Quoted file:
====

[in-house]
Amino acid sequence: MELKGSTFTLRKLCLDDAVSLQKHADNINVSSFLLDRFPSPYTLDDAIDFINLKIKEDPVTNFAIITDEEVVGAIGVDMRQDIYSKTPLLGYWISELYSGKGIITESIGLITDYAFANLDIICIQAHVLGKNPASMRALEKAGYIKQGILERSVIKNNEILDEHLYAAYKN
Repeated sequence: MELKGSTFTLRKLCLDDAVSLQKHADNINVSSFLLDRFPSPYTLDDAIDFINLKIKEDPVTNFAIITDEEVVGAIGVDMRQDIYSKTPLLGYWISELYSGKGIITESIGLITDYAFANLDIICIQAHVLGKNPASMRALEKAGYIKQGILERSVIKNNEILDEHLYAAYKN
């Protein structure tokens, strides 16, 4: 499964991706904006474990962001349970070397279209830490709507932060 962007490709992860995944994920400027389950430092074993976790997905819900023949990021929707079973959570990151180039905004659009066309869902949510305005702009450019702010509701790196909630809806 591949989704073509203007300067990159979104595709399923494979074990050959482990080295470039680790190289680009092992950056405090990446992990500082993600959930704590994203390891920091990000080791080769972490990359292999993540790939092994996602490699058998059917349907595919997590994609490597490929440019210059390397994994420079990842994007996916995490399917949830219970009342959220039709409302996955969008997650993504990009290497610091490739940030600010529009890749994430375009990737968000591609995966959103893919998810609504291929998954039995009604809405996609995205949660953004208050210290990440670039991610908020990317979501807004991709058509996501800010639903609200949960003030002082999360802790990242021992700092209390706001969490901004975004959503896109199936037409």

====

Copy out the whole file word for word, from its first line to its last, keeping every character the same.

[in-house]
Amino acid sequence: MELKGSTFTLRKLCLDDAVSLQKHADNINVSSFLLDRFPSPYTLDDAIDFINLKIKEDPVTNFAIITDEEVVGAIGVDMRQDIYSKTPLLGYWISELYSGKGIITESIGLITDYAFANLDIICIQAHVLGKNPASMRALEKAGYIKQGILERSVIKNNEILDEHLYAAYKN
Repeated sequence: MELKGSTFTLRKLCLDDAVSLQKHADNINVSSFLLDRFPSPYTLDDAIDFINLKIKEDPVTNFAIITDEEVVGAIGVDMRQDIYSKTPLLGYWISELYSGKGIITESIGLITDYAFANLDIICIQAHVLGKNPASMRALEKAGYIKQGILERSVIKNNEILDEHLYAAYKN
């Protein structure tokens, strides 16, 4: 499964991706904006474990962001349970070397279209830490709507932060 962007490709992860995944994920400027389950430092074993976790997905819900023949990021929707079973959570990151180039905004659009066309869902949510305005702009450019702010509701790196909630809806 591949989704073509203007300067990159979104595709399923494979074990050959482990080295470039680790190289680009092992950056405090990446992990500082993600959930704590994203390891920091990000080791080769972490990359292999993540790939092994996602490699058998059917349907595919997590994609490597490929440019210059390397994994420079990842994007996916995490399917949830219970009342959220039709409302996955969008997650993504990009290497610091490739940030600010529009890749994430375009990737968000591609995966959103893919998810609504291929998954039995009604809405996609995205949660953004208050210290990440670039991610908020990317979501807004991709058509996501800010639903609200949960003030002082999360802790990242021992700092209390706001969490901004975004959503896109199936037409």